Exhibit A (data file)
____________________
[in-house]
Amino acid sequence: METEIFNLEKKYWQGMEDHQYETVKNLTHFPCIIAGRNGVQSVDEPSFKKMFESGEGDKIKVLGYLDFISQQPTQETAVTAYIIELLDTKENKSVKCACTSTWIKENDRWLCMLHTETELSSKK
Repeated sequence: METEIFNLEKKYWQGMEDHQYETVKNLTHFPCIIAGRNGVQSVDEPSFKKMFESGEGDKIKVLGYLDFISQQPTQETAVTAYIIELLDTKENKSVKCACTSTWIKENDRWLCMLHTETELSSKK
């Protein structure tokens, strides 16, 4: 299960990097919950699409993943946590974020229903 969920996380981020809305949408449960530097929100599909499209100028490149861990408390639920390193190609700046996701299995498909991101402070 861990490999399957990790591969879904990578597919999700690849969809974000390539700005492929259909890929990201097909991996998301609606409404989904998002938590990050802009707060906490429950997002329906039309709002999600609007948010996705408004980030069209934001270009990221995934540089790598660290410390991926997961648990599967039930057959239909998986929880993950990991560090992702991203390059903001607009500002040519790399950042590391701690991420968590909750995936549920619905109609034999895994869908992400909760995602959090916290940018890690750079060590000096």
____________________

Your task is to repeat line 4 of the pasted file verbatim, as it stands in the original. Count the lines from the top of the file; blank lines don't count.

């Protein structure tokens, strides 16, 4: 299960990097919950699409993943946590974020229903 969920996380981020809305949408449960530097929100599909499209100028490149861990408390639920390193190609700046996701299995498909991101402070 861990490999399957990790591969879904990578597919999700690849969809974000390539700005492929259909890929990201097909991996998301609606409404989904998002938590990050802009707060906490429950997002329906039309709002999600609007948010996705408004980030069209934001270009990221995934540089790598660290410390991926997961648990599967039930057959239909998986929880993950990991560090992702991203390059903001607009500002040519790399950042590391701690991420968590909750995936549920619905109609034999895994869908992400909760995602959090916290940018890690750079060590000096």